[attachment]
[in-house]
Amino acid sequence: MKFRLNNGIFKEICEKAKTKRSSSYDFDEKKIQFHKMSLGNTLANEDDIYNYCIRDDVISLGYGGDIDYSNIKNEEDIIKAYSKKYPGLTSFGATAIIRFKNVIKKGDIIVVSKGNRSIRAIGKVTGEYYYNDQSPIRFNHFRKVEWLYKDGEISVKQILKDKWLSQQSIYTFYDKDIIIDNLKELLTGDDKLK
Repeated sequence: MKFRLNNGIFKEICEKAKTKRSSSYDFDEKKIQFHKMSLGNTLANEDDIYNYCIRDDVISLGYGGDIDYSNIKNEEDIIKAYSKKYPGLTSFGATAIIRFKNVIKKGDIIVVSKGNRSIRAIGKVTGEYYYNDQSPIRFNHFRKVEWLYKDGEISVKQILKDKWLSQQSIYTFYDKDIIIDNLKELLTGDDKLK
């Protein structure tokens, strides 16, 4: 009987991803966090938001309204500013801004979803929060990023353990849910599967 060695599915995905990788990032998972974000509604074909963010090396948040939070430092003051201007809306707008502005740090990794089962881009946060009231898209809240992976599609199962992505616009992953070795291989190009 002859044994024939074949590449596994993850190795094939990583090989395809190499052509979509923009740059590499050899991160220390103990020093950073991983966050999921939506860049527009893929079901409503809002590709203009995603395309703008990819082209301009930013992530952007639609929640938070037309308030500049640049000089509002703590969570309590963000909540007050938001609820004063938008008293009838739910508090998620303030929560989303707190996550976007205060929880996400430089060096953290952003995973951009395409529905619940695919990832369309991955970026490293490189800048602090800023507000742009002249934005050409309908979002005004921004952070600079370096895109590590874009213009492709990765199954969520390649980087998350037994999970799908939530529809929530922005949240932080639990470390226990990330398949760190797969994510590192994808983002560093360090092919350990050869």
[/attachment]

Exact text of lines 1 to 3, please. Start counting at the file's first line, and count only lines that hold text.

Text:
[in-house]
Amino acid sequence: MKFRLNNGIFKEICEKAKTKRSSSYDFDEKKIQFHKMSLGNTLANEDDIYNYCIRDDVISLGYGGDIDYSNIKNEEDIIKAYSKKYPGLTSFGATAIIRFKNVIKKGDIIVVSKGNRSIRAIGKVTGEYYYNDQSPIRFNHFRKVEWLYKDGEISVKQILKDKWLSQQSIYTFYDKDIIIDNLKELLTGDDKLK
Repeated sequence: MKFRLNNGIFKEICEKAKTKRSSSYDFDEKKIQFHKMSLGNTLANEDDIYNYCIRDDVISLGYGGDIDYSNIKNEEDIIKAYSKKYPGLTSFGATAIIRFKNVIKKGDIIVVSKGNRSIRAIGKVTGEYYYNDQSPIRFNHFRKVEWLYKDGEISVKQILKDKWLSQQSIYTFYDKDIIIDNLKELLTGDDKLK